High costs for lignite-based generation severely reduced the operational time of PPC’s lignite-fired power plants, limiting lignite’s share of the electricity production mix to just 10 percent in April.

On the contrary, the production share of interconnected RES facilities, benefiting from favorable conditions, rose sharply by 33.9 percent, year-on-year, to capture a market-leading 36 percent share of overall electricity generation in April.

Natural gas-fired power plants followed with a 30 percent share following an 11 percent year-on-year rise in output.

Electricity imports (grid interconnections) contributed 18 percent, while hydropower facilities increased their output by 19.8 percent to capture a 6 percent share in April.

PPC provided 951 GWh, or 56.6 percent of the production, while independent producers covered 43.4 percent.

Among the independent producers, Mytilineos led the way with 228.1 GWh, followed by Elpedison (210.4 GWh), Korinthos Power (154.1 GWh) and Heron II (136.3 GWh).

The IPTO data on generation highlights an increasing shift towards cleaner energy sources.

 

 

Natural gas bill payments down 30% in last two months

Natural gas bill payments have plunged by 30 percent over the past two-month period following a milder single-digit decline a month earlier, latest market data has shown.

Consumers have resorted to installment-based payback plans in far greater numbers during this two-month period of deterioration.

Suppliers, fearing a rise in unpaid receivables, are not hesitating to cut gas supply to customers who were already battling against energy debt prior to the pandemic and are now in deeper trouble. However, this supply-cut threat concerns a small percentage of customers.

Gas suppliers have yet to turn to the government for support measures, as was the case in the electricity sector. However, they may end up needing help in the form of low-interest loans, support mechanisms and other financial tools if the country’s tourism industry suffers a major setback this coming summer, as is feared.

Zenith and EPA Attiki (Fysiko Aerio) hold an 85.39 percent overall share of the country’s retail gas markets equipped with distribution networks – wider Athens area, Thessaloniki and Thessaly – data processed by energypress showed. Zenith leads with 46.14 percent and EPA Attiki follows with 39.25 percent.

EPA Thess, a former monopoly covering Thessaloniki and Thessaly, has lost approximately 15 percent of its market share to newly emerged rivals, the data showed. KEN, the biggest gainer, has captured 5.25 percent and is followed by Protergia (3.1%), Elpedison (1.91%), NRG (1.35%), Heron (1.05%), Watt+Volt (0.75%) and EFA (0.76%).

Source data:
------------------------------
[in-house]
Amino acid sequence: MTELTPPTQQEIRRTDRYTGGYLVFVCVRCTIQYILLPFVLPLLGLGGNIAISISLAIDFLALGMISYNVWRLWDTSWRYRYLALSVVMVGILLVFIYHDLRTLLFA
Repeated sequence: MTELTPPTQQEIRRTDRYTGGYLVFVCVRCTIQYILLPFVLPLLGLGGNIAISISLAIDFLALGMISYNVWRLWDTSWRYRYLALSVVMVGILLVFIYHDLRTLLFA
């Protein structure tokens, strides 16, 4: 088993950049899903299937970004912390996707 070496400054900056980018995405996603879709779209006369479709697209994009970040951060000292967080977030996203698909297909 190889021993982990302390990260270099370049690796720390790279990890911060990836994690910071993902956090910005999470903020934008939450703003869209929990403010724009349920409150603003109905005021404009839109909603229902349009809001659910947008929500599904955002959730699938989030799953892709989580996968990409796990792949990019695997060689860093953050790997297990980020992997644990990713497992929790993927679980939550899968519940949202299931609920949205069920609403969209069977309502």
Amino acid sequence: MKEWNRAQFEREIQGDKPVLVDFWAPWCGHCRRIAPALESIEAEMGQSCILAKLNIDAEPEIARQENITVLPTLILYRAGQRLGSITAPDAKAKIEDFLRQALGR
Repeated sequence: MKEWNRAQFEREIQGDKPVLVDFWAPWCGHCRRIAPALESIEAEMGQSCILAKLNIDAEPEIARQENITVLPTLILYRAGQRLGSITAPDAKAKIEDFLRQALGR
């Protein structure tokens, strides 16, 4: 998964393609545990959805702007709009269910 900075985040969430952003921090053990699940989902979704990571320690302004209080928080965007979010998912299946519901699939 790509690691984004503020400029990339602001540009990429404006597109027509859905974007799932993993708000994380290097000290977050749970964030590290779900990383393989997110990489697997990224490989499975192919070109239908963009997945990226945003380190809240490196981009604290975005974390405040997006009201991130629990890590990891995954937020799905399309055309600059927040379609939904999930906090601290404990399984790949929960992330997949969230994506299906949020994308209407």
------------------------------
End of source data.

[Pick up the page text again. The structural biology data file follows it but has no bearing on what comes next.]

Revythoussa at full capacity in May, 10 LNG orders scheduled

A total of nine LNG shipments are scheduled to be delivered to the Revythoussa islet terminal just off Athens in May, taking the facility to full capacity for yet another month, data provided by gas grid operator DESFA has shown.

Three LNG tankers are scheduled to bring in three big orders for a total of ten recipients in May.

The inflow has already begun. Last week, the Maran Gas Ulysses, a tanker belonging to the Aggelikousis group, imported 149,254 cubic meters for four buyers, Motor Oil, Heron, gas utility DEPA and Mytilineos, whose share, 74,627 cubic meters, was the biggest.

The next shipment, scheduled to be delivered to the Revythoussa terminal on May 20 by the Gaslog tanker belonging to the Livanos group, will deliver 147,710 cubic meters of LNG for Elpedison and power utility PPC, taking the bigger share of the two buyers, 127,031 cubic meters.

A third and final LNG shipment for the month is scheduled to arrive May 31 on the British Saphire tanker, owned by BP. This vessel will bring in 121,123 cubic meters of LNG for DEPA and Elpedison, the bigger of the two buyers with a 64,993 cubic-meter order.

A total of five big LNG shipments are expected in June for orders placed by Mytilineos, Elpedison and DEPA.

Continual flow of LNG imports reshaping gas market

LNG is continuing to enter the Greek market through gas grid operator DESFA’s Revythoussa terminal just off Athens at a continual and elevated flow that is reshaping the overall gas market.

The Mytilineos group was the market leader in the first quarter, capturing a market share of more than 40 percent of gas imported into Greece either via the Revythoussa LNG terminal or pipeline infrastructure.

Gas utility DEPA, a more subdued LNG player in the first quarter as a result of take-or-pay costs linked to the company’s pipeline gas orders with Russia’s Gazprom and Turkey’s Botas, registered a first-quarter market share of approximately 30 percent.

Elpedison, propelled by the increased use of its gas-fueled power stations, captured a higher share of 15 percent.